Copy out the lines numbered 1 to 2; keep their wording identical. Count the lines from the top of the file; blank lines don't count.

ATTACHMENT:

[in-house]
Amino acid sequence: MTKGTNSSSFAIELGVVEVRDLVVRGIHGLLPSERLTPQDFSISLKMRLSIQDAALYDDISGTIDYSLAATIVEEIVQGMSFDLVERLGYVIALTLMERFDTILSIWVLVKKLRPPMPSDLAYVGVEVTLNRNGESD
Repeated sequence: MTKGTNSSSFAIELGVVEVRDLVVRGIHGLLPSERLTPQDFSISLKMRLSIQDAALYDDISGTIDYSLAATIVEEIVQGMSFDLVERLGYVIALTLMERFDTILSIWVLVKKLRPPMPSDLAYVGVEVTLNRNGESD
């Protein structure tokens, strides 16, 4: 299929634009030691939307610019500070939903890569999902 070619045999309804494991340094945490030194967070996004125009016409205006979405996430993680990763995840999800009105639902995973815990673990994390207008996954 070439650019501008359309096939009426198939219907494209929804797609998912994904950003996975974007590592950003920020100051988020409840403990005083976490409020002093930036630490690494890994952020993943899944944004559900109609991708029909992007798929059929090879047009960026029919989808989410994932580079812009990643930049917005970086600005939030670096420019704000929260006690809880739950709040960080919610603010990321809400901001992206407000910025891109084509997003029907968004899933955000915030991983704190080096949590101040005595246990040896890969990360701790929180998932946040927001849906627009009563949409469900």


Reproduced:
[in-house]
Amino acid sequence: MTKGTNSSSFAIELGVVEVRDLVVRGIHGLLPSERLTPQDFSISLKMRLSIQDAALYDDISGTIDYSLAATIVEEIVQGMSFDLVERLGYVIALTLMERFDTILSIWVLVKKLRPPMPSDLAYVGVEVTLNRNGESD